C08 American Government
Lesson 8 Writing Assignment
May 17, 2014
Brown v. Board of Education of Topeka
Inequality in this country began when the first African slaves were brought to the North American Colony of Jamestown, Virginia, in 1619, to aid in the production of such lucrative crops as tobacco. The American Civil War settled in 1865, would only mark the beginning of equality for African-Americans. It wasn’t until 1954 that the United States Supreme Court’s landmark decision in Brown v. Board of Education of Topeka, 347 U.S. 483, (1954), that would render Jim Crow Laws unconstitutional. That decision began an age of Judicial Activism for the Supreme Court in respect to Stare Decisis, the Mootness Doctrine, and Constitutional Interpretation.
The Supreme Court’s decision to overturn its previous ruling in, Plessy v. Ferguson, (1896), defied the very judicial principle of Stare Decisis. This ruling undoubtedly marked its place in American history, as precedent shows today, and continues to be known as the courts first act of judicial activism. The philosophical idea of judicial activism over judicial restraint has been criticized by legal scholars who say it’s legislating from the bench. However, the differing legal philosophies are debatable to times end and are left to the interpretations of each judge and justice.
The Supreme Court included no guidance in its first ruling on Brown v. Board of Education on how to actually implement desegregation. Instead, it called for further court discussion, after which it issued a second unanimous ruling in May 1955. Known as Brown II, this decision tasked local federal judges with making sure that schools were integrated. Although this case was a first of its kind, the lengthy court discussion, the second oral argument, and the court’s decision to issue a second opinion have come under fire. The plan to integrate should have been left that to the executive branch for carrying out of the rule of law. President Dwight D. Eisenhower ultimately did this through Executive Order, federalizing the Arkansas National Guard to break up the mass riots and oversee the desegregation. The Legal Defense Fund, a branch of the National Association for the Advancement of Colored People (NAACP) under the direction of Thurgood Marshall, led the charge for Oliver L. Brown, the plaintiff in the case. Marshall along with a team of attorneys developed the strategy to attack the “equal” part of the Jim Crow Laws and established that the amenities provided for the black students were not equal under the 14th amendment’s equal protection clause. The Court in its unanimous decision agreed with the petitioner, overturned Plessy v. Ferguson, and ruled segregation unconstitutional once and for all.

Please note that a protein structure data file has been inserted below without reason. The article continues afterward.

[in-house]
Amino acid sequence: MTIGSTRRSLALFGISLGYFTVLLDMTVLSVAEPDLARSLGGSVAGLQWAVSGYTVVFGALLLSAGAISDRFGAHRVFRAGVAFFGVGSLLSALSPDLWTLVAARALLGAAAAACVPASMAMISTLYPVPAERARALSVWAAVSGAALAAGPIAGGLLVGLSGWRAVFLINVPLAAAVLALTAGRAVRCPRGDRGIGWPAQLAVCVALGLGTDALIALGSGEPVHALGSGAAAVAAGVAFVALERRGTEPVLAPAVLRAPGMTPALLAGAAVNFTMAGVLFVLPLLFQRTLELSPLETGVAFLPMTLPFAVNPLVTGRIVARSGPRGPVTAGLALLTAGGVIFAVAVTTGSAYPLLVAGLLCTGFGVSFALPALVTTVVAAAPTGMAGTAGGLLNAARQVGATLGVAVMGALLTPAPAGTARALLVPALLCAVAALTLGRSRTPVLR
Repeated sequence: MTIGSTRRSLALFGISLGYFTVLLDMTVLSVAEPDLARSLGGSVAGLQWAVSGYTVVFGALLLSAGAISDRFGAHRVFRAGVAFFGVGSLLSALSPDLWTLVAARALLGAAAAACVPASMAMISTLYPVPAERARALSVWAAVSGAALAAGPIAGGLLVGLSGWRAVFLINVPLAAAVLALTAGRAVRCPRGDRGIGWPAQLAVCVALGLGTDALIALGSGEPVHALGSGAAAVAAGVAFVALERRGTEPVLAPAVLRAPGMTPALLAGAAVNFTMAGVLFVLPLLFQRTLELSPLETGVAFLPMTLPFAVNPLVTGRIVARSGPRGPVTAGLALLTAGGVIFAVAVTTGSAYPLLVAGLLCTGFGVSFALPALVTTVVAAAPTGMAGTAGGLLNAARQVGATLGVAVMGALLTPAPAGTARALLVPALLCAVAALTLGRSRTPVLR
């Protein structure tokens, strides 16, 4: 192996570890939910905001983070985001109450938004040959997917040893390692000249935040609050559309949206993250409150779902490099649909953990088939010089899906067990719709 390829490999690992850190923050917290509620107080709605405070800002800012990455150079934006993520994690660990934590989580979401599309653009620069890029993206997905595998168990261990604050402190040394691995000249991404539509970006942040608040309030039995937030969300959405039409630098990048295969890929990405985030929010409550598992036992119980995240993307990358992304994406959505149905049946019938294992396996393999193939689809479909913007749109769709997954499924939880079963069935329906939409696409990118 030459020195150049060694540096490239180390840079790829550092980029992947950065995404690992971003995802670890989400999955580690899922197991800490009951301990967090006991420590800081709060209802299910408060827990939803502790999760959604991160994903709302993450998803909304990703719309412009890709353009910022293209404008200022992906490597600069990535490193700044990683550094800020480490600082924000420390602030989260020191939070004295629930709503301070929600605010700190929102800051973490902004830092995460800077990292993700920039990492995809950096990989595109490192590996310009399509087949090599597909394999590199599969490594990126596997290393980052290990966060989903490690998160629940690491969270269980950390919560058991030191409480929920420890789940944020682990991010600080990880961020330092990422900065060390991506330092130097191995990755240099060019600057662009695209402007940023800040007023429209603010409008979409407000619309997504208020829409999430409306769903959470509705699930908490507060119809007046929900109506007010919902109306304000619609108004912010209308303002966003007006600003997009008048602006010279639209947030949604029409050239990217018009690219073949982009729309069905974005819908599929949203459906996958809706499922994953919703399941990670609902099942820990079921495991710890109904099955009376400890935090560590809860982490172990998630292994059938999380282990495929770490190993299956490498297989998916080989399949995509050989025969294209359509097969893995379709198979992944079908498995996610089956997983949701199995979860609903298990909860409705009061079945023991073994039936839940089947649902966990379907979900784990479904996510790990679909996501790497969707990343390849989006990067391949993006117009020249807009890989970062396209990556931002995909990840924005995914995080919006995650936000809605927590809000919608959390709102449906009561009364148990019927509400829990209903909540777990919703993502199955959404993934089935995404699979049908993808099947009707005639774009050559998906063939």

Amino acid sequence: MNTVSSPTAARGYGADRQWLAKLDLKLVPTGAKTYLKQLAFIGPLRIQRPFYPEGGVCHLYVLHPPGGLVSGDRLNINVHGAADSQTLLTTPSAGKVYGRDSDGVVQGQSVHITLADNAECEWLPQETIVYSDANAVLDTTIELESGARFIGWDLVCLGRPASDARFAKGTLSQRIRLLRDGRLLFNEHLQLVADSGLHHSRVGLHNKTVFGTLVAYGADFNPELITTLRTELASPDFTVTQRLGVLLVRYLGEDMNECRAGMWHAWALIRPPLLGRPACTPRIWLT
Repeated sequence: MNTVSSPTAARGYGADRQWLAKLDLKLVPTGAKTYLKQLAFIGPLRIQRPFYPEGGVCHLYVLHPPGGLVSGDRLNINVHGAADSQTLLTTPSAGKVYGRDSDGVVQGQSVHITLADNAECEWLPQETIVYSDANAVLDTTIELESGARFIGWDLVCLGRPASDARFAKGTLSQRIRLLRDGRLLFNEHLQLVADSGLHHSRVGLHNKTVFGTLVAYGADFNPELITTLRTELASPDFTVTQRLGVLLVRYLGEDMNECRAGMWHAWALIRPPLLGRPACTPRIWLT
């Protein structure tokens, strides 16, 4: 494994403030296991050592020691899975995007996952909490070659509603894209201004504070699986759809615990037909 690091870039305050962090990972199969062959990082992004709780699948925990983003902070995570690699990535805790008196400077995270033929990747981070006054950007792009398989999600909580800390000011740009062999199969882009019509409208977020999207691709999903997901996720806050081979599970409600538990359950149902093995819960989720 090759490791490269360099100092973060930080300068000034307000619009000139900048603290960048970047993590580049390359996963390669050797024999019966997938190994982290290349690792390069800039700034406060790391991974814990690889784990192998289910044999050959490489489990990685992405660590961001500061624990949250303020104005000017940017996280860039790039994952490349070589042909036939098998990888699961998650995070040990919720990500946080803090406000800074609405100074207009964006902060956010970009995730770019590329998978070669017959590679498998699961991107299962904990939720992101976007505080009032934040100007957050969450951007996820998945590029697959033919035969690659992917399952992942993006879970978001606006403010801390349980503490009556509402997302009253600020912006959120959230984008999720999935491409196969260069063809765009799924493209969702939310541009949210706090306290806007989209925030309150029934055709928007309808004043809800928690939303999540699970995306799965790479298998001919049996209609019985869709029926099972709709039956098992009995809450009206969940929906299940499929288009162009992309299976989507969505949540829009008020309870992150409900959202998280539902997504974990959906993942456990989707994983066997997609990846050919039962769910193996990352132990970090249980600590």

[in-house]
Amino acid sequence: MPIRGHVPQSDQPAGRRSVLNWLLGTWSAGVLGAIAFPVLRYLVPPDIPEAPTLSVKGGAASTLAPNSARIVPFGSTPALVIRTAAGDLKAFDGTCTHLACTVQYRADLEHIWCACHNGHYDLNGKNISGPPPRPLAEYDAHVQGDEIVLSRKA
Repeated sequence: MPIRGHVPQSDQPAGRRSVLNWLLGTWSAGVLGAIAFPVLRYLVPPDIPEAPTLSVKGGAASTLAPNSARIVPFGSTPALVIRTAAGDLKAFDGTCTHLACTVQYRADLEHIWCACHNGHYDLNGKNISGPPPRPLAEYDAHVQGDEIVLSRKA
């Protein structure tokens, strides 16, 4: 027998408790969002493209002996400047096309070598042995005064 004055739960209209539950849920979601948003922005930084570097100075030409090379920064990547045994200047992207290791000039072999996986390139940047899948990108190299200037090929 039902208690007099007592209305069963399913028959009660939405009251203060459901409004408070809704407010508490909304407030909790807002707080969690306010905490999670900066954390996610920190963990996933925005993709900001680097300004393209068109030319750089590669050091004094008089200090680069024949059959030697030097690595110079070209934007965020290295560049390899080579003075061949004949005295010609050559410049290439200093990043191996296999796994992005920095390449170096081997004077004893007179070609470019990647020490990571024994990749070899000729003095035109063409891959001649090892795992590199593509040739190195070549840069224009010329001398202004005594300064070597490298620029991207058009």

The Supreme Court made many strides in coming to its opinion, the justices used the philosophy of statutory construction in interpreting the 14th amendment, viewed the constitution as a living document with the original values that do in fact change as society changes. This type of philosophy can be seen with the court’s decision to overturn precedent that was interpreted in a time where segregation was socially acceptable. Therefore, Brown v. Board of Education will always be known as the case that changed American history for decades to come.
Special Interest in American Politics
An interest group is an organization whose members share common concerns, and try to influence government policies that impact those concerns trough the philosophy of Pluralism. Elected officials frequently complain about the influence of "special interests" on American politics. Year after year, election cycle after election cycle, politicians on both sides of the isle, republican and democrat, continue to accept campaign contribution from special interest groups. One of the most important groups that I support is the Human Rights Campaign. The HRC as it’s known for short, is a...
References: Wasserman, Gary. The basics of American politics. 14th ed. Boston: Longman, 2011. Print.
PBS. Slavery Timeline. Retrieved May 21, 2014, from https://www.pbs.org
American Family Association. About Us. Retrieved May 21, 2014, from https://www.afa.net
Political Research Associates
Open Secrets. Human Rights Campaign. Retrieved May 21, 2014, from
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